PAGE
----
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Thread: 5 Ways to Act Like a Pack Leader
01-08-2009, 08:01 PM #1
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5 Ways to Act Like a Pack Leader
Article By: Pedigree
Did you know that adorable bundle of fur you share your home with is actually a descendent of the wolf? And while you may marvel at his human-like behavior, deep within your dog’s psyche are instincts he has retained from those wild ancestors.
Wolves live by rules and have a social structure called a pack. In each pack, the leader who is dominant over all pack members is called the “alpha.” This is the wolf that makes the decisions, the leader that must be obeyed. In your family “pack” YOU must be the alpha.
The good news is, your dog needs and wants you to be the alpha. He wants the security of knowing his place and what’s expected of him. If you don't provide that leadership, your dog may take over the role himself—and that can lead to aggressive behavior.
5 Ways to Be Leader of the Pack:
Acting like an alpha doesn’t involve force or intimidation. It just requires you to control the activities that are important to your dog.
Start with obedience training. Obedience classes teach you and your family the proper way to train your dog. This includes learning how to enforce commands and how to gain—and keep—your dog’s respect.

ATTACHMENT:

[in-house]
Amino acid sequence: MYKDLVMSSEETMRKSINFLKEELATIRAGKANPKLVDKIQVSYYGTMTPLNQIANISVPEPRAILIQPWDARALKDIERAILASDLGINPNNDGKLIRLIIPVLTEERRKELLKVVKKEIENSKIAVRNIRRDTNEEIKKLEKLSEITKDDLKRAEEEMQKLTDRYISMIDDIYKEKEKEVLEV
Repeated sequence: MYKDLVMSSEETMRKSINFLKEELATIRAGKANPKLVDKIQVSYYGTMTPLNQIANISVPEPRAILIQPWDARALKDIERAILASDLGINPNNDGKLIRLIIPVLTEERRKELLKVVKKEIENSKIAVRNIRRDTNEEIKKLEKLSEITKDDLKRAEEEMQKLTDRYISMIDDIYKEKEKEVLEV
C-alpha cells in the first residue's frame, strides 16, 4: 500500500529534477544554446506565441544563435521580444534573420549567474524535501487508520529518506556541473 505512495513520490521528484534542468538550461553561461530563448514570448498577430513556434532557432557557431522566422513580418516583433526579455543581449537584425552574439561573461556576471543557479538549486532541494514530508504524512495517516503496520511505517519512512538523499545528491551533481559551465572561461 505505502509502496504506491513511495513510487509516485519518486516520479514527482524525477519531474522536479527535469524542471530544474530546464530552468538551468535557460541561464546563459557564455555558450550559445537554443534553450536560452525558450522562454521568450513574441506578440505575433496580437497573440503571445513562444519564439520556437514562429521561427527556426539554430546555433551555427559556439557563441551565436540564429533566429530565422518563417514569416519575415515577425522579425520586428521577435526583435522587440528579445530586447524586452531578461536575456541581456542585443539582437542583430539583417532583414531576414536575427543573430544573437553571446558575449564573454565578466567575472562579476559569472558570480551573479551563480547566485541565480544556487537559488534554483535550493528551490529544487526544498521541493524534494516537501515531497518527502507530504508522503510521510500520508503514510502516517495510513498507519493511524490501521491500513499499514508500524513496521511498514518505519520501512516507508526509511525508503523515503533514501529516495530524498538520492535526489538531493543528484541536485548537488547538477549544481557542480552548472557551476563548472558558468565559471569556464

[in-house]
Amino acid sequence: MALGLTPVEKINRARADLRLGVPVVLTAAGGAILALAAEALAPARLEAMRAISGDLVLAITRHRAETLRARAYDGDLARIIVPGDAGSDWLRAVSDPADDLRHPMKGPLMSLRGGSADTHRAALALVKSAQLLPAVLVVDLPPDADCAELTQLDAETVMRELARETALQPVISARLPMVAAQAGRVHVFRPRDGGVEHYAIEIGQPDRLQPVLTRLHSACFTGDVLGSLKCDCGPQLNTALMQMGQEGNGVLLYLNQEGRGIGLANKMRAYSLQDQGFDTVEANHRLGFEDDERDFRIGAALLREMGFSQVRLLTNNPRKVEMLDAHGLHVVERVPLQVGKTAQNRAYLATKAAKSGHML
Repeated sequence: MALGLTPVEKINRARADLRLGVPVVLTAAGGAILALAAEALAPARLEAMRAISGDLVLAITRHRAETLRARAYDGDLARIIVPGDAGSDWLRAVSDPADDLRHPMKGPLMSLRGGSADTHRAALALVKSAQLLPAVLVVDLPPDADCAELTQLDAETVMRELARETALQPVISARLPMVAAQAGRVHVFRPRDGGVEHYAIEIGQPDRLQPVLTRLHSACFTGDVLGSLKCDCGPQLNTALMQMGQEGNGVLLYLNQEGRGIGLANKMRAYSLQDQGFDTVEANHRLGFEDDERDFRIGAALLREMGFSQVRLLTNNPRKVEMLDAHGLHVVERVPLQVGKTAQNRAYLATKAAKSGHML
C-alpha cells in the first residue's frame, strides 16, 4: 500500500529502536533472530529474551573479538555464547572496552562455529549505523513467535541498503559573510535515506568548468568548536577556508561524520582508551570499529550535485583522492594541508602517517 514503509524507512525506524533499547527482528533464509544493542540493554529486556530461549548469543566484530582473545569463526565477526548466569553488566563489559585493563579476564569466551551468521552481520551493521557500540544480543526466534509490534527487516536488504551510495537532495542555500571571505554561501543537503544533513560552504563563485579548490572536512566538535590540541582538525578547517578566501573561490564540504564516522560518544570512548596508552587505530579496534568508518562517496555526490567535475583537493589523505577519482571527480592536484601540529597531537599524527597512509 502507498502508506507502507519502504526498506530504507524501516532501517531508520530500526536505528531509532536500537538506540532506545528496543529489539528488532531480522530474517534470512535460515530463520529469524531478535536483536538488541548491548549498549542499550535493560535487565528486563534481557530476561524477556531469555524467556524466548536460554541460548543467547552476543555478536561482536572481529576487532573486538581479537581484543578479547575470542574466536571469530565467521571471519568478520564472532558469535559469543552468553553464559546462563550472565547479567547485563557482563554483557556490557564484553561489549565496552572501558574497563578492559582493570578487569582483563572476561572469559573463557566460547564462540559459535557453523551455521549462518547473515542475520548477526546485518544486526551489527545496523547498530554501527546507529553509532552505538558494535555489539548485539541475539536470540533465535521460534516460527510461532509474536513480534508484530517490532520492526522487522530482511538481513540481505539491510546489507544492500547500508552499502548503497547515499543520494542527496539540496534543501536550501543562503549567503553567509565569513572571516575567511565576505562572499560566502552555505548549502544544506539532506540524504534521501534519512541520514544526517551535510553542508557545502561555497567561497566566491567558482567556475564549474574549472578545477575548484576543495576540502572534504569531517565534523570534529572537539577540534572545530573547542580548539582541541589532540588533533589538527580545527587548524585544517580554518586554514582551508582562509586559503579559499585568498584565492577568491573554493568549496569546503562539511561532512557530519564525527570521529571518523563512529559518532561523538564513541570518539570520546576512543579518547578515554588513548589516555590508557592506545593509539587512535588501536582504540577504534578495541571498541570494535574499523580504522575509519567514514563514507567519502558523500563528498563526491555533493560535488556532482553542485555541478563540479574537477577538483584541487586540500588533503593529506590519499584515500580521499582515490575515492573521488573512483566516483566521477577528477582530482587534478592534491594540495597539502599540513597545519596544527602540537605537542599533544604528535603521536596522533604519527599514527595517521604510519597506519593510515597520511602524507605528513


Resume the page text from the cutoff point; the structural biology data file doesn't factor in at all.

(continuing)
Stick to a strict feeding schedule. Feed your dog two or three times a day—after you and your family have eaten if possible. Have your dog do a short sit-stay for meals. That way you communicate that you are in charge of the food and feeding times.
Always walk through doorways ahead of your dog. If your dog always goes ahead of you, put on his leash and open the door. When he rushes ahead, pull him back and tell him “No. Wait.” Have him sit-stay. Then, walk through the doorway and give him the “come” command.
Control your dog’s sleeping areas. If you allow your dog on the couch and bed, he has to understand that you are in control of these sleeping areas. So if you give the command “Off,” your dog should immediately jump off the bed or couch. If your dog doesn’t respond, he should immediately be removed from the furniture and placed on the floor.
Control the games you play with your dog. If your dog “demands” that you throw his ball whenever you’re on the phone by barking at you, turn your back and ignore him. Attending to any unwanted behavior, like barking, can actually reinforce the behavior by causing him to believe that barking is effective in getting your attention when you’re on the phone. You can play ball later when it’s on your terms.
Above all, be calm, assertive, and consistent with the boundaries you set for your dog. Just as a child looks to his parents for guidance and limits, your dog looks to you. So don’t feel like a meanie for enforcing strict rules—do so knowing that it instinctively makes your dog feel more comfortable.
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